And there are non-temp related issues as well - some UM2 printers inexplicably need 120% flow to print well and some don't. Etc.

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Thank you gr5. I understand all your comments, I'm an electrical engineer with a MS in robotics, but new to 3D printing. This tells me that it will be a little harder than I expected. My son's school also has an Ultimaker2, so to start we have "similar" printers, but it will not save us from experimenting there too. Later on, we are planning to help other local schools with probably other printer models.

I see the interesting spool holder that you have in the floor. I went to the web in search of a 3D printer model of a spool holder and I found tons of ideas. Do you have any comments or do you know of a better option? Or, I can simply try to replicate what you did.

http://www.thingiverse.com/thing:1001312

http://www.thingiverse.com/thing:46016

About ABS, I live in northern CA, but I'm from Rio de Janeiro, Brazil. It is not hard to find children in need of a hand there and also Rio temperatures in summer can easily exceed 40C. I have seen street thermometers showing 50C plus. So this is my motivation to learn to print using ABS. I'll only try ABS when I'm comfortable with PLA, and I'm not planning to do it at schools.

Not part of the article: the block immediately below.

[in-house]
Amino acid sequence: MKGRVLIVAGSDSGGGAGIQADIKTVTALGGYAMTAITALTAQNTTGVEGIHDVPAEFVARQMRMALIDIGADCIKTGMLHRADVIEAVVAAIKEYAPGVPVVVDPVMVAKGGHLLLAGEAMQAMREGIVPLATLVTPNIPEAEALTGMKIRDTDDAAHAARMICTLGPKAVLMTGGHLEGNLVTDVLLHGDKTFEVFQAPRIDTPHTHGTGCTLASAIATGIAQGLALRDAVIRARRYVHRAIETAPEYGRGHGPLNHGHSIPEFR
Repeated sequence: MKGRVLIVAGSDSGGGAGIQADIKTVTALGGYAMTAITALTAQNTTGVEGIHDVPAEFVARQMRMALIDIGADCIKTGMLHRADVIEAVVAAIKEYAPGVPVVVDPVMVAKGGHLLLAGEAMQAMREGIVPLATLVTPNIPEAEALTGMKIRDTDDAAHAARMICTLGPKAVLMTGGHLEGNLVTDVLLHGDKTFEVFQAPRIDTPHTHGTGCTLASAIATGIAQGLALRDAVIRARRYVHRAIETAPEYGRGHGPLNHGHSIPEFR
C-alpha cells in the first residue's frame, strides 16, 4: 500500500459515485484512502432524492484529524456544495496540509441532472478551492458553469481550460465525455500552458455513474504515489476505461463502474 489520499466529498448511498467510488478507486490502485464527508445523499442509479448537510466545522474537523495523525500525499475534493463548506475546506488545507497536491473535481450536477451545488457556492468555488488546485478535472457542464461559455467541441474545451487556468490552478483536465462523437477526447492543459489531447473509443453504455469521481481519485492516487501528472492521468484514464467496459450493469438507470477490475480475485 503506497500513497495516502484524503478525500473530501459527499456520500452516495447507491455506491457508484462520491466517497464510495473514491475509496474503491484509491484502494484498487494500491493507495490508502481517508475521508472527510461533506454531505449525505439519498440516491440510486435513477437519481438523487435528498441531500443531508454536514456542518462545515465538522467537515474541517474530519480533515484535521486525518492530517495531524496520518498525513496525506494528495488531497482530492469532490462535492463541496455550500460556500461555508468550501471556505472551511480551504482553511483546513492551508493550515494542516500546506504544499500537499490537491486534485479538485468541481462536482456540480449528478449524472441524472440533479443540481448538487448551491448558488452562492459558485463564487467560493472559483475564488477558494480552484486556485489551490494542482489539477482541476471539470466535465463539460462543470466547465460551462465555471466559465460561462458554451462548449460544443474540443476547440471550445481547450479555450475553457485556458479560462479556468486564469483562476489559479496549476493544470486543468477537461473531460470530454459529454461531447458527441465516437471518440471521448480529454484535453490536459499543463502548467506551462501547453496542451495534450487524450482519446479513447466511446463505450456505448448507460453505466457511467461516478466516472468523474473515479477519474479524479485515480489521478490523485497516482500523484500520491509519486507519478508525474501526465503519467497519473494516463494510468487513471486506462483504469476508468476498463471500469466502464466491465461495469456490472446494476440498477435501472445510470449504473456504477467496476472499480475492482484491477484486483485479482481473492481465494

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Thank you gr5 for all the info. We have not changed the settings yet. It is still the settings I have initially posted in this thread. I do hear the feeder clicking from time to time and sometimes I do see less material coming out of the nozzle after hearing a click. So, I'll check

the feeder only to be sure. I'm adding some photos here.

The objective is to get experience with 3D printing and come up with an initial settings for the several combinations filament-Ultimaker2 that we may use for the Raptor Reloaded Hand. I have searched the web and several forums, but I was unable to get this information clearly stated. The info is in pieces here and there with no photos to really compare the settings. Initially we will be experimenting with PLA filament only, but later on I'd like to try ABS.

We only got white PLA because of the Star Wars fever. :)

The settings are as before:

RRPrintSettings1.jpg?dl=0

And these are the results of several prints/hands:

https://www.dropbox.com/sc/y5hzmvc3z4llxcg/AADwhei64MFdBLbSG3qlCkbfa

Thank you again.

 

My ColorFabb Standard White PLA/PHA prints came out like that too.  I refined every setting I could and still had those problems.  When I went to another color of ColorFabb Filament, it printed perfectly!  

I like the Stormtrooper-ish look to those gauntlets!